Instructor: Bonnie Prinse

Board: Florida Home Inspector Licensing Program

Credit Hours: 3.00

Approval Number: 0009003

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Course Description

This course covers Occupational Safety and Health Administration (OSHA) standard 29 CFR 1926.1101 to protect construction workers from exposure to asbestos in the workplace. It covers construction work, including alteration, repair, renovation, and demolition of structures containing asbestos.

The course provides a generic, non-exhaustive overview of a particular topic related to OSHA standards. It does not alter or determine compliance responsibilities in OSHA standards or the Occupational Safety and Health Act of 1970. Because interpretations and enforcement policy may change over time, you should consult current administrative interpretations and decisions by the Occupational Safety and Health Review Commission and the Courts for additional guidance on OSHA compliance requirements.

Course Objectives

Upon successful completion of this course, students will be able to:

  • Discuss the dangers from exposure to asbestos
  • Summarize the provisions of the OSHA Standard and the permissible exposure limits
  • Explain the employer’s requirements under the Standard, record keeping and methods of compliances
  • Describe protective clothing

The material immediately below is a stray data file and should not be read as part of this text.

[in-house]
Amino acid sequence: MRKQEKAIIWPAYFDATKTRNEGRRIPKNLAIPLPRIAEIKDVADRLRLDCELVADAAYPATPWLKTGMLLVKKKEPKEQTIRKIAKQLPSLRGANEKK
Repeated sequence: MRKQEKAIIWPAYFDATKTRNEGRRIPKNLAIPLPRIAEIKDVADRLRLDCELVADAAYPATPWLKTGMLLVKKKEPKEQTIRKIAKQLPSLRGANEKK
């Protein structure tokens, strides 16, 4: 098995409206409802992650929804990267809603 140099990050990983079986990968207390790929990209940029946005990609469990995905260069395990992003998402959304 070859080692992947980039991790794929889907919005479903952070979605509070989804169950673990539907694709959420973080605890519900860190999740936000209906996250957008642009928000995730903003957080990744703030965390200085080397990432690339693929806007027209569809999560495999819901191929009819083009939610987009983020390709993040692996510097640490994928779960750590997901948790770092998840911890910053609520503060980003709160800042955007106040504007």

• Identify types of OSHA assistance, where to obtain it and asbestos in your own home

Instructor Bio

Bonnie PrinseBonnie Prinse

Ms. Prinse holds a BS Degree in Environmental Studies from Eckerd College and has pursued master degree studies in Aquatic Zoology at the University of South Florida. She has written scientific portions of impact statements for wetland/upland land delineation, endangered species studies, and water quality testing while employed with a civil engineering and architectural firm in Tampa, FL. Her experience in environmental studies and new construction lend itself to documentary film making, particularly environmental stories that have taken her to the Amazon in Peru and to Costa Rica. Most recently her involvement with earthen construction projects led to a video production showcasing the benefits of building “green.”

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